Pennsylvania Attorney General Josh Shapiro
PITTSBURGH – The Pennsylvania Attorney General’s Office has come to terms with a telecommunications company accused of providing sub-standard DSL broadband Internet service to thousands of customers statewide over the last decade.
On March 10, the office and its Bureau of Consumer Protection filed a settlement in the Allegheny County Court of Common Pleas with Frontier Communications, based in Norwalk, Conn. – a company which has sold and provided broadband Internet service primarily through Digital Subscriber Line (DSL) to 77,000 customers in Pennsylvania since Jan. 1, 2010.
The consumer protection bureau initiated action against Frontier after its service was the target of numerous complaints from customers.
“The bureau has received complaints from Frontier customers complaining that their Internet service is slow or routinely fails entirely and that they have not received the service they believe that they were going to receive from the operating subsidiaries,” according to the bureau.
Despite advertising to customers that if they chose Frontier, they would be provided with the maximum DSL speed corresponding to the tier of service the subscriber selected, the bureau maintains that Frontier instead provided sub-standard service speed and/or allowed its networks to become congested such that its customers could not consistently obtain the maximum speeds for the tier package to which they chose.
The bureau added through its investigation that Frontier violated Section 201-3 of the state’s Consumer Protection Law by having “engaged in unfair methods of competition or unfair or deceptive acts or practices by virtue of the foregoing conduct.”
Per the terms of the settlement, Frontier agrees to pay $200,000 in costs to the Attorney General’s Office through the Bureau of Consumer Protection, and provide certain restitution to customers in the form of credits and billing agreements.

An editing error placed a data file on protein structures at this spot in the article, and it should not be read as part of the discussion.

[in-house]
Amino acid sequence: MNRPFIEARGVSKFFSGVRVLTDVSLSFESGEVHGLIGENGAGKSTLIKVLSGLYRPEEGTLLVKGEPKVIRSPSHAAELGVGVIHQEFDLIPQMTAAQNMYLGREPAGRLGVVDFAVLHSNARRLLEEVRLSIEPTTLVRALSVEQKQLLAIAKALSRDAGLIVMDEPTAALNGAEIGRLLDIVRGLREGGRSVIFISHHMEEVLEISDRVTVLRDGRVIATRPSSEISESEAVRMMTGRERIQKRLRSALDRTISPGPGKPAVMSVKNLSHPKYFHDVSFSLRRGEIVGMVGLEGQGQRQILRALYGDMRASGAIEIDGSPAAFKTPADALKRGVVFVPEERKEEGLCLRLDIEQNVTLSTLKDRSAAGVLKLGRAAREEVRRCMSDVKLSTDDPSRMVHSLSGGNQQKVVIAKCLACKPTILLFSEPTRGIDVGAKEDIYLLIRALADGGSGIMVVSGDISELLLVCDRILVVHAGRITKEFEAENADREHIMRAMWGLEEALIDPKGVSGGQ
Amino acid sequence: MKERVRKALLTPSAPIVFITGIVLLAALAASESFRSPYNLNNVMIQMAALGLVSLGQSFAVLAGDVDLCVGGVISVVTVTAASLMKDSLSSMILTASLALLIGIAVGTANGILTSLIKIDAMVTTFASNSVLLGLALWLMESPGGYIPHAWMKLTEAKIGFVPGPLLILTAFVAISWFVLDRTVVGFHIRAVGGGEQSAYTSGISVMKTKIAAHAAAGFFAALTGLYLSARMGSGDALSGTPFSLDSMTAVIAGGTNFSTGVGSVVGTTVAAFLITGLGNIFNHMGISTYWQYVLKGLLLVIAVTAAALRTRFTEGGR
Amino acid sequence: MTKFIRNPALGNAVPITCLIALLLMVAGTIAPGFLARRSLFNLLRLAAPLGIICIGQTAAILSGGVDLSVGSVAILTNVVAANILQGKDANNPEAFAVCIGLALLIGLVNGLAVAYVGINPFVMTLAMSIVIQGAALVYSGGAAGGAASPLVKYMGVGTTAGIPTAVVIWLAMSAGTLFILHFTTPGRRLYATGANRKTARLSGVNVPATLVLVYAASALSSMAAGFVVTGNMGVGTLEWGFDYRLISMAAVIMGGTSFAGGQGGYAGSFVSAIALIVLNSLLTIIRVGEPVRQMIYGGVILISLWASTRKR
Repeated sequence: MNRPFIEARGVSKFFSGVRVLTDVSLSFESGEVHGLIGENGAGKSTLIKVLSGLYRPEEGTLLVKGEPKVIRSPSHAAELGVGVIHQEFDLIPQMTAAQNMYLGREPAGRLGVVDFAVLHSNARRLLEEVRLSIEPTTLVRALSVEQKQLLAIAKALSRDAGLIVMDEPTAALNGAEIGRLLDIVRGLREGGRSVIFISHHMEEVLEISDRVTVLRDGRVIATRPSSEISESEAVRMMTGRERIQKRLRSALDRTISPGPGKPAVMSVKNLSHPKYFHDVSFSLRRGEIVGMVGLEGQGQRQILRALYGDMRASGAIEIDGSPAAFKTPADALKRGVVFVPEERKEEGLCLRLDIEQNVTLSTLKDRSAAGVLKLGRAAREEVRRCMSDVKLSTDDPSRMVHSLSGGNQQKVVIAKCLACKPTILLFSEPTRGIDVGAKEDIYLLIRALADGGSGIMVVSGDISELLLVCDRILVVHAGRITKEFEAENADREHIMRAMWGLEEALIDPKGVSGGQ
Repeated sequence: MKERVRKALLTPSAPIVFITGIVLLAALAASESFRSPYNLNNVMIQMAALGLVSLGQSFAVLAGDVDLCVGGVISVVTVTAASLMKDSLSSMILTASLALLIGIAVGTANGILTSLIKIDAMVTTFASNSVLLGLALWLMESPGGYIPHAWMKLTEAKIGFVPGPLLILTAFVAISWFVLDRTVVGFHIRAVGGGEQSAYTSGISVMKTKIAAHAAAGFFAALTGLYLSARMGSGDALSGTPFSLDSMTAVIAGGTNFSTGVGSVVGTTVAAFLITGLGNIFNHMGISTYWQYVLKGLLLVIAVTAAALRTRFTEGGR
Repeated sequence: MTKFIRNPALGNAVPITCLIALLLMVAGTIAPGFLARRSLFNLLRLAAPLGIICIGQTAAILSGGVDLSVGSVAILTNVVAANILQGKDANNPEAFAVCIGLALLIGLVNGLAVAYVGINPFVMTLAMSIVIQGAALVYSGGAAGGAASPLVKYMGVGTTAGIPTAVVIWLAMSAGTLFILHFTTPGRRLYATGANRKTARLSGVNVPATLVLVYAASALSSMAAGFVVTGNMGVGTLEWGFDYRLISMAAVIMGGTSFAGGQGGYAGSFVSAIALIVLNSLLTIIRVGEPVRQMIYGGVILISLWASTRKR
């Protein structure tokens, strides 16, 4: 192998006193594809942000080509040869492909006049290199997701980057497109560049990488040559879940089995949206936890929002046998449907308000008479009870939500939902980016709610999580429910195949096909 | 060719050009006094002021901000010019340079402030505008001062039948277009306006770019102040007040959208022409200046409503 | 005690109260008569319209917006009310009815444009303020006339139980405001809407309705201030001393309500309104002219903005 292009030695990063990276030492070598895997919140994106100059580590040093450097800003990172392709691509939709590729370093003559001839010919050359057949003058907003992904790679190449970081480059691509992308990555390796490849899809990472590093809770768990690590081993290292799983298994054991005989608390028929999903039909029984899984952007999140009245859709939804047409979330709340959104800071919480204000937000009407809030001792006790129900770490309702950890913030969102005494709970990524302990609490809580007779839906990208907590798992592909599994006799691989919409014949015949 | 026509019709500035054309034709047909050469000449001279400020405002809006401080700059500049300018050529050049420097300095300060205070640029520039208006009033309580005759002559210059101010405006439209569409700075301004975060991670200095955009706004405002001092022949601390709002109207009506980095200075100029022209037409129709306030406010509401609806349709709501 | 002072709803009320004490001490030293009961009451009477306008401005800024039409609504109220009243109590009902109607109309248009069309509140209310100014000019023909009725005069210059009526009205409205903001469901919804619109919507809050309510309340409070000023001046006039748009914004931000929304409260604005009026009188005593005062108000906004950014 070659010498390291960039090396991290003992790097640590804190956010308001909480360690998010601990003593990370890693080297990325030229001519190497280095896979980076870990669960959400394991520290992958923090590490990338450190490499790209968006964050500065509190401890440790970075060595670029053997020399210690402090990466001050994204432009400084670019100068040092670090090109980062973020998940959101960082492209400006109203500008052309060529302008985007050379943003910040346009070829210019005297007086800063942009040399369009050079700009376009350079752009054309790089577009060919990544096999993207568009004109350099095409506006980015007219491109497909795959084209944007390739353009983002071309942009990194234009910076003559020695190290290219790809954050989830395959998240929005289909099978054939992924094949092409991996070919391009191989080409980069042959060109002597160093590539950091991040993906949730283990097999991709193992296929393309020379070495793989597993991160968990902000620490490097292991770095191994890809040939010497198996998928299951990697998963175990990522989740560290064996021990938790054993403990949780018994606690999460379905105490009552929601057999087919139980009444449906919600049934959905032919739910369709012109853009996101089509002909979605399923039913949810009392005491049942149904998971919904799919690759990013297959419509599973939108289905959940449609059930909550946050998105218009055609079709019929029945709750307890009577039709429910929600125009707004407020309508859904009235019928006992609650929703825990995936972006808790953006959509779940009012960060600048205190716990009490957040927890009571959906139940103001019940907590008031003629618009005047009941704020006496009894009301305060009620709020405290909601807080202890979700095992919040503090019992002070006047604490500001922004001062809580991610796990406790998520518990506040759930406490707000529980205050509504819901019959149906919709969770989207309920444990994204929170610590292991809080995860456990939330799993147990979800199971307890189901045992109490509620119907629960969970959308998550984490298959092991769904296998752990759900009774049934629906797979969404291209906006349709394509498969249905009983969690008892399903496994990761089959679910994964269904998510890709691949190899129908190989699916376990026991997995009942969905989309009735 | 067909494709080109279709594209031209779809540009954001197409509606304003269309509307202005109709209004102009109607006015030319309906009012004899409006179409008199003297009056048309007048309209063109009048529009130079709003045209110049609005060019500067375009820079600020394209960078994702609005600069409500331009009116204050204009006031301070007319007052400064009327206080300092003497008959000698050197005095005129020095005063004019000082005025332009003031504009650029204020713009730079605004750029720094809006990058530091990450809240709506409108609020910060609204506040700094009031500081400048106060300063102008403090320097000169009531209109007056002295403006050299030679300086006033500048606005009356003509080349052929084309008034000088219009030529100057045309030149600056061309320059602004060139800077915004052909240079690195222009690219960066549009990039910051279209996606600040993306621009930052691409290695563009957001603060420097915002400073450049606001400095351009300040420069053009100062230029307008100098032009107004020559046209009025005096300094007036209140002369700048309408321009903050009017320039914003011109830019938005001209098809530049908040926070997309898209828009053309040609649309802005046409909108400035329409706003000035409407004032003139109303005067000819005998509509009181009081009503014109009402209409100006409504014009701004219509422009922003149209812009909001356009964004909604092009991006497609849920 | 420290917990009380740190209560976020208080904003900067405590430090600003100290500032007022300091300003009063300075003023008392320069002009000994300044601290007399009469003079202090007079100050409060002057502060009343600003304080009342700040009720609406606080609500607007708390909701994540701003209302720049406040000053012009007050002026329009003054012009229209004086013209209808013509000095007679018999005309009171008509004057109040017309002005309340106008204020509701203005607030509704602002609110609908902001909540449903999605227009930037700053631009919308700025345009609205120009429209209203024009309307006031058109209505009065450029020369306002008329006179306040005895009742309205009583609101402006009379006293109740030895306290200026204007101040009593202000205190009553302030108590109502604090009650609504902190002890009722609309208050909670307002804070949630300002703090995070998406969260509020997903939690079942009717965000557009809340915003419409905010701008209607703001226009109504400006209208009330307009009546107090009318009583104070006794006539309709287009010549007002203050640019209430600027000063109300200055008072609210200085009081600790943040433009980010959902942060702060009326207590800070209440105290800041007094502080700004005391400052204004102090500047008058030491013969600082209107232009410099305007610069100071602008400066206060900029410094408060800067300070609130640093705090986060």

Moreover, the office is requiring Frontier to be truthful about the quality and speed of its service in all advertising the company is featured in.
“In all advertising of Internet speeds, Frontier shall describe the offered product speed as ‘wired’ and provide a link or website location to a clear and conspicuous disclosure (a) that the maximum speed in a tier is the highest speed a consumer could obtain; (b) that average speed may be slower; and (c) that actual speed is subject to multiple factors,” according to the agreement.
“Clearly and conspicously, and in proximity to the offered wired product speed, Frontier shall state that WiFi speeds may vary. In all advertising of Internet product speeds, Frontier shall provide a link or a website location to a clear and conspicuous disclosure that actual Internet speed experienced in the home environment might vary as a result of (a) the effect of WiFi routers; (b) multiple users on the same account; (c) device limitations; and/or (d) network congestion.”
Frontier is also obligated to train employees as to the agreement’s terms and make regular reports to the office to show that it is complying with the terms, with the first to be submitted no more than 180 days from the effective date of the agreement and then following on a quarterly basis for the next three years.
Additionally, the agreement states that Frontier neither admits nor denies the state’s allegations or findings, promises to abide by the state Consumer Protection Law and that anything contained in the agreement will not be considered an admission of violation by Frontier for any purpose.
A January report from Bloomberg stated Frontier was due to file for bankruptcy in mid-March, in the face of $17.5 billion in debt. Subsequent reports indicate the company is looking to undertake a Chapter 11 restructuring of its debt.
Frontier issued a statement in response to the reports of bankruptcy and lackluster service:
“Frontier’s business and operations are solid and serving our customers remains our top priority. As we have said publicly, Frontier is evaluating its capital structure with an eye to reducing debt and interest expense so as to be able to better serve our customers. Our customers should expect no changes as we remain focused on providing quality communications services.”
Allegheny County Court of Common Pleas case GD-20-003897
From the Pennsylvania Record: Reach Courts Reporter Nicholas Malfitano at firstname.lastname@example.org